DNV Working on Belgium’s Energy Island Design

DNV has been contracted to undertake an independent assessment of the design of the energy island planned to be built in Belgium.

The assessment will provide Elia with guidance on any improvements required to minimise risk throughout its construction and operation through a combination of workshops and continuous assurance reviews, according to DNV.

“Key areas of focus are North Sea conditions, environment, geotechnical and hydrodynamic considerations, concrete/steel structure evaluation, marine warranty, electrical power systems and interoperability”, said Prajeev Rasiah, Executive Vice President for Energy Systems, Northern Europe at DNV.

Elia’s energy island, which will handle up to 3.5 GW of offshore wind power, was given the green light by the country’s Council of Ministers in October 2021.

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The island, to be built some 45 kilometres off the coast of Belgium in water depth of around 18 metres, will have a seabed footprint of a maximum of 25 hectares and around 7 hectares at the surface.

Completion of the island is expected mid-2026. From 2026-2027, Elia will start the construction of the electrical infrastructure to connect offshore wind and allow for DC interconnectors.

According to DNV, this will be the first finished artificial energy island in Europe with hub and spoke facilities and is expected to be joined by other similar projects in the North Sea and Baltics.

Elia

The energy island will be able to accommodate enough power to supply 3.5 million homes, and will be connected to the European mainland, the UK, and the future Danish North Sea energy island.

The island will collect high-voltage AC power from offshore wind farms, transform it partly to 220 kV and to DC electricity and then export it to the mainland of Belgium and countries such as Denmark and the UK through subsea cables.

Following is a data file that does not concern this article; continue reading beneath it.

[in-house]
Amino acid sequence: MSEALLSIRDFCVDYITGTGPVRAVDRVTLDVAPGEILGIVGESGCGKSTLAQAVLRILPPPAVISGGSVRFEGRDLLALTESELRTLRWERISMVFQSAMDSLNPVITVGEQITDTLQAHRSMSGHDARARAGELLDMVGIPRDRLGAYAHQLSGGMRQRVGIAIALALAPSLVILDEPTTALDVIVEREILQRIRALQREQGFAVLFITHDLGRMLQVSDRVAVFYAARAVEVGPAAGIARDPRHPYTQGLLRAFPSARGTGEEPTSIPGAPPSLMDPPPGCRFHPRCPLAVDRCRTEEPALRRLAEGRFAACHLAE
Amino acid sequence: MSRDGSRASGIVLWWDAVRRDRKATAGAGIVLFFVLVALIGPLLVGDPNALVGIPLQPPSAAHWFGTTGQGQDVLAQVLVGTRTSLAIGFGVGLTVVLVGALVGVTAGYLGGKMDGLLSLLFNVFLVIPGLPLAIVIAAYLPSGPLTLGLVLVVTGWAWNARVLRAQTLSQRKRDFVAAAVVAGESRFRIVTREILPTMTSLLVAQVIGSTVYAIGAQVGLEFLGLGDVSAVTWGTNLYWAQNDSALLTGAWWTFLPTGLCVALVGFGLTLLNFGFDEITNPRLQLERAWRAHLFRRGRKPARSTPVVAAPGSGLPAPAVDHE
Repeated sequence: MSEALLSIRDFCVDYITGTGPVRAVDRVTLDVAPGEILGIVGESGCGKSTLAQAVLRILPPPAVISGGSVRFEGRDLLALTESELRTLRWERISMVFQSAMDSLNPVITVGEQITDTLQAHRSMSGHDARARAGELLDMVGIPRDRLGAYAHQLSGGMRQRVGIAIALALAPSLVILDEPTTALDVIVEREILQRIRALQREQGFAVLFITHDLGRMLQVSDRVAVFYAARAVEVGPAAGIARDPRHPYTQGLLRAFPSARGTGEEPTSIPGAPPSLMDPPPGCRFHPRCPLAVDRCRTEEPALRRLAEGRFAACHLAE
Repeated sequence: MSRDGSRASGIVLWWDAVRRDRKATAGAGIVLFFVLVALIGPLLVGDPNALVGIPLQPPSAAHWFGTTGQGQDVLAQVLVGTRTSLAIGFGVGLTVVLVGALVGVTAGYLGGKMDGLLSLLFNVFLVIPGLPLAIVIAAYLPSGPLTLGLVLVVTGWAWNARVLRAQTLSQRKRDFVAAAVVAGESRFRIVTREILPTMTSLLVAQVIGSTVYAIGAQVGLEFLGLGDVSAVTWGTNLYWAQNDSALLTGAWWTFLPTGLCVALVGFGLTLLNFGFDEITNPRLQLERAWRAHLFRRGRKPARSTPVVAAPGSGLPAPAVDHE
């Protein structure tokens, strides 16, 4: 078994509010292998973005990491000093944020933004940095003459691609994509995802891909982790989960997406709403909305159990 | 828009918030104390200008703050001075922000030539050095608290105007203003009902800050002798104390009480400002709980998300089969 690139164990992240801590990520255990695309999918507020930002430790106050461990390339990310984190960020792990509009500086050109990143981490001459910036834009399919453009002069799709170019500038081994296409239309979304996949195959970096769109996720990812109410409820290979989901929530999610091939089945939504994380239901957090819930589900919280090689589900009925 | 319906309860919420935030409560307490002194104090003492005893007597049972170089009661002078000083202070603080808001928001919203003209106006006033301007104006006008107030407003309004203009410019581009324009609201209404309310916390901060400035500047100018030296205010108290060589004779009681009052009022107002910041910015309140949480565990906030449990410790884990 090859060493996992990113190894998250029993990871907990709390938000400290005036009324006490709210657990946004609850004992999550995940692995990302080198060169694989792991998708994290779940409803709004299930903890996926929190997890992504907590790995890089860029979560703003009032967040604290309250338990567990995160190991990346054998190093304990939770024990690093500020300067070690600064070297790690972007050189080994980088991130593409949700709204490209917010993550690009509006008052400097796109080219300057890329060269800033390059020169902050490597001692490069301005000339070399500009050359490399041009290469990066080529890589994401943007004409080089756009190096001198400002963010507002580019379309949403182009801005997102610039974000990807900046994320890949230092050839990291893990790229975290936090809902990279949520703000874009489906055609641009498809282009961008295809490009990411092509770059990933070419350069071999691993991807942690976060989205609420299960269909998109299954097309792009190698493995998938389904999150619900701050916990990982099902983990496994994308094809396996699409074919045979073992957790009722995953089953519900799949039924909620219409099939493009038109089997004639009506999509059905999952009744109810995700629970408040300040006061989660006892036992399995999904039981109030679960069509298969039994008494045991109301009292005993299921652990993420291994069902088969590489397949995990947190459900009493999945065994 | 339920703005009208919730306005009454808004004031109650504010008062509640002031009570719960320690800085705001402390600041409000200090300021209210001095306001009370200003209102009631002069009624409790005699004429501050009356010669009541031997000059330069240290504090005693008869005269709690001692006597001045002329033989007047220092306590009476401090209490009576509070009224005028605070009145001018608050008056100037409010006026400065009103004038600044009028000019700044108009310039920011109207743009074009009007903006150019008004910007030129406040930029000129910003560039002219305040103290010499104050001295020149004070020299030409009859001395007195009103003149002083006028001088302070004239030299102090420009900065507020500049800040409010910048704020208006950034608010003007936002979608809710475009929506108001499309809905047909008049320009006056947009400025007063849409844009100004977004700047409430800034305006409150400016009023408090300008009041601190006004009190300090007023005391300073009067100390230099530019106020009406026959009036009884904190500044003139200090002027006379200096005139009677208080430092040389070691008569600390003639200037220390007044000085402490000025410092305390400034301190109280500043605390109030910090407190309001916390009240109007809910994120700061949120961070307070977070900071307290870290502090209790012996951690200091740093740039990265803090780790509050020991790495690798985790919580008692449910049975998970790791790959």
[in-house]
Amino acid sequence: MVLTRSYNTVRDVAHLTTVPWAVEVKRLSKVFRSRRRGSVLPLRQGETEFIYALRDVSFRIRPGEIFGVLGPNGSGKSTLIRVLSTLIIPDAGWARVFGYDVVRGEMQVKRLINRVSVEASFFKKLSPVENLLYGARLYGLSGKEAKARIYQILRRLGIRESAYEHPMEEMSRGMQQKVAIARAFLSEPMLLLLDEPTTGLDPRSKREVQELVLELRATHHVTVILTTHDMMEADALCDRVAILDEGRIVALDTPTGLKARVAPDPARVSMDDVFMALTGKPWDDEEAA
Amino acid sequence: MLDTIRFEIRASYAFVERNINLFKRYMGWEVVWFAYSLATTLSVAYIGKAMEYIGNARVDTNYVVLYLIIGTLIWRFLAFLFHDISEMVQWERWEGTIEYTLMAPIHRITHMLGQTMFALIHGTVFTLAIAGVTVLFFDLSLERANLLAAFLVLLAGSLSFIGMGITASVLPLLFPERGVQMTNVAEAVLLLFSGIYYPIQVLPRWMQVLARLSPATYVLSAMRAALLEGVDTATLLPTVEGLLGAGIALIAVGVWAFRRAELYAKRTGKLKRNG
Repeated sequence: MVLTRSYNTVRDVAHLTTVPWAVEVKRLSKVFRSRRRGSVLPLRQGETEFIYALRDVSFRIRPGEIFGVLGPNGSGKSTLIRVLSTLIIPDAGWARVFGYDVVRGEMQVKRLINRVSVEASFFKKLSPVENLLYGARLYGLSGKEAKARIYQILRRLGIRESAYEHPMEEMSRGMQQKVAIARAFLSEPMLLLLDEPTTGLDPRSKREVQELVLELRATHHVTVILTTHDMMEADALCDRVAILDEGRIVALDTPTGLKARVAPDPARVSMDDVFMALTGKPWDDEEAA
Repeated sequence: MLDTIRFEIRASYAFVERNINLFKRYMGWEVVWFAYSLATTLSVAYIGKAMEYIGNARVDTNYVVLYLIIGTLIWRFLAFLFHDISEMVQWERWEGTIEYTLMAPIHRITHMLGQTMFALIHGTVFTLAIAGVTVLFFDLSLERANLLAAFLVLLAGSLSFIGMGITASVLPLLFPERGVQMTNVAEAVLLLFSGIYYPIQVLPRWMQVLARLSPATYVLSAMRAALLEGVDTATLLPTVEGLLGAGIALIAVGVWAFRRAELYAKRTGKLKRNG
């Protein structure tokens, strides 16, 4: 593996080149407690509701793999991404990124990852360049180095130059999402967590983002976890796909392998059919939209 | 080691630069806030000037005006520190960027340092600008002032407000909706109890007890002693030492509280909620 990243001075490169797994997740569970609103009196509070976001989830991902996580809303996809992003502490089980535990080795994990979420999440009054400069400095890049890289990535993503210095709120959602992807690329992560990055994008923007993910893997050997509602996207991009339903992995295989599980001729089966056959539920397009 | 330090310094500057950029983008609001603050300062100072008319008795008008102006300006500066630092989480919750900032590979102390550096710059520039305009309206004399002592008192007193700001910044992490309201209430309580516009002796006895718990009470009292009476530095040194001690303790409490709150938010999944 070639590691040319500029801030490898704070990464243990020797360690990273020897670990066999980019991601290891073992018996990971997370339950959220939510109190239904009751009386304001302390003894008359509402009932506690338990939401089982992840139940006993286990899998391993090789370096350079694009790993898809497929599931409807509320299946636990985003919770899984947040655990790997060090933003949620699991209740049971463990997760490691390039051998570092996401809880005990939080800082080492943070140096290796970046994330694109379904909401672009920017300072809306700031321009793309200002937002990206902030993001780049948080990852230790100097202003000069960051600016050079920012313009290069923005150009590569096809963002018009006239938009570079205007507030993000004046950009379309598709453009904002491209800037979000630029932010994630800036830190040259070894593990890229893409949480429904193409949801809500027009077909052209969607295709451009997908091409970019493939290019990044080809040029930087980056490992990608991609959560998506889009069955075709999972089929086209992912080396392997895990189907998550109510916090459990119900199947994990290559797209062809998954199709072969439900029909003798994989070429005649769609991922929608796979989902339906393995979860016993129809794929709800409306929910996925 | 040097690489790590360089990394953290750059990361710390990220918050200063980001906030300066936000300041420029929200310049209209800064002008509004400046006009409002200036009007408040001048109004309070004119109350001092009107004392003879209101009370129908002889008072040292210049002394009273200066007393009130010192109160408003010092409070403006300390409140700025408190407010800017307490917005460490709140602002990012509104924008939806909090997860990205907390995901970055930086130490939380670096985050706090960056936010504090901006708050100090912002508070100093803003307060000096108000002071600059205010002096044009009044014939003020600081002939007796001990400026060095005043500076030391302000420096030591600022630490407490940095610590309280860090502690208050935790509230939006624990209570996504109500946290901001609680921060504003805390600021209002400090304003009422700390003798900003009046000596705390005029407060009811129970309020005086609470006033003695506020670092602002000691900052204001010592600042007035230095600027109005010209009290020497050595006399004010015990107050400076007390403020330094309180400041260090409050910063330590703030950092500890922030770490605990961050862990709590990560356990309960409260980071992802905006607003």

Elia’s Energy Island project is part of a larger project called Triton Link, where Elia and Danish Energinet are collaborating on the implementation of a subsea connection between their respective artificial offshore energy islands.

Elia and Energinet last year signed an agreement that moved the interconnector forward.

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The two energy islands will act as transmission centres for hundreds of wind turbines surrounding them and enable the transport and exchange of electricity to the mainland of the two countries.

The project is innovative and challenging because of the distance it will cover, having more than 600 kilometres of cable, and the advanced technologies involved, according to DNV.

Denmark recently expedited projects planned for its waters, originally expected to be operational in 2030, further accelerating the decarbonisation of energy delivery across the continent while securing domestic electricity supply to reduce dependence on imports from Russia, DNV said.

In April, the Danish government also began preparations for the development of new energy islands in an effort to secure the country’s and Europe’s independence from Russian fossil fuels.

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Photo: Photo for illustration purpose only; Source: Parkwind